Language in the United States

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Language has been a political and an emotional struggle for many people since the early 1750’s. British settlers in the 1750s felt threatened by German settlers moving into Pennsylvania who did not speak English. In 1780, John Adams attempted to have English declared the official language of The United States of America. Adams was not successful in his endeavors. Congress has opposed having an official language since John Adams first approached them. At least once a year since 1981, Congress has rejected a bill making English the country’s official language. Even though congress has rejected a bill at least once a year requesting English as the official language, currently the United States of America is not among the countries with an official language. However, several states have adopted English as the official language for the state. English has had quite an impact on the world through television and the internet. The United States of America does not need an official language.

As early as the 1750’s, language was not only a political issue but also an emotional one. The British settlers of Pennsylvania became upset when more immigrants speaking German started moving into the area. The British settlers began fearing and resenting the fact that a third of their fellow Pennsylvanians were German speakers. In 1795, a proposal was presented to congress to have federal laws printed in German as well as English. Some feared that the proposal was to have German as the official language of the United States. The proposal was denied by one vote. (Baron, 2005)

The second President of the United States of America, John Adams in 1780, approached the Continental Congress requesting an official academy be created to “purify, develop, and dictate usage of,” English. According to the American Civic Liberties Union (ACLU) congress denied, Adams’ proposal. Adams’ academy would have dictated the proper grammar, spelling, and vocabulary in the United States. This would also have made English the national language of the United States. (U.S. para 3) Congress had rejected John Adams’ proposal as undemocratic and a threat to individual liberty. Even though congress denied Adams’ proposal in 1780, since the late nineteenth century restrictive laws have been enacted the majority of the time in answer to large numbers of immigrants coming into the country. (ACLU 2008)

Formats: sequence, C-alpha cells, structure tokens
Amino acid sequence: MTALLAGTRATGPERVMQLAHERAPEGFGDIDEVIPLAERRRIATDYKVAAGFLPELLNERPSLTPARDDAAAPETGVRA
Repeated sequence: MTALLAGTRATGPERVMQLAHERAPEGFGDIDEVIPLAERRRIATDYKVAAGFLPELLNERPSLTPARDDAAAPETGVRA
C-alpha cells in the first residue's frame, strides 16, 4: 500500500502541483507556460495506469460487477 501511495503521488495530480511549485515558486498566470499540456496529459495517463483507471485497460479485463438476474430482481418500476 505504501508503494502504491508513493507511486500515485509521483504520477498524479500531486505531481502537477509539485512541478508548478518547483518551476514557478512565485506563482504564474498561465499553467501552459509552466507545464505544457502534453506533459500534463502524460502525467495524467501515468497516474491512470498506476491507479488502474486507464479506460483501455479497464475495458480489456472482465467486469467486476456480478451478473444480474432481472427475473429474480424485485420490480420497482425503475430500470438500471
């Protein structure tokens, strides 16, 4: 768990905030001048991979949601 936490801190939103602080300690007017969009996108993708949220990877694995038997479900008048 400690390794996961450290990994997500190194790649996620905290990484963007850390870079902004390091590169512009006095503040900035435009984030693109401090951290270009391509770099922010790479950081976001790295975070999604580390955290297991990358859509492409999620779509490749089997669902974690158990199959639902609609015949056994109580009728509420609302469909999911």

May 18, 2006, the Senate voted to designate English as the official language of the United States. The Senate approved an amendment proposed by Senator James M. Inhofe, Republican of Oklahoma. The amendment would make English the national language. Senator Lamar Alexander, Republican of Tennessee said, “We’re free to say what we want, speak what we want, but it is our national language.” Senator Ken Salazar, Democrat from Colorado, proposed a second amendment. He said, “The Inhofe measure was needlessly divisive and would reduce multilingual government programs.” Senator Harry Reid, Democratic leader of Nevada said, “The Inhofe amendment was racist.” Reid said, “Everybody who speaks with an accent knows that they need to learn English as fast as they can.” The proposal states, that no one has “a right, entitlement or claim to have the government of the United States or any of its officials or representatives act, communicate, perform or provide services or provide materials in any language other than English.” Senator Inhofe said, “the critics were exaggerating the potential problems of his plan.” The Senate has passed the proposal the House had not voted on it yet in 2006, it had been “shelved”. (Hulse, 2006)

In the 1980’s people started encountering a linguistic diversity in their daily lives. Due to this difference in languages that were introduced into society; the politicians once again approached congress with a bill to have English declared the United States official language. The federal government debated making English the official language of the country....
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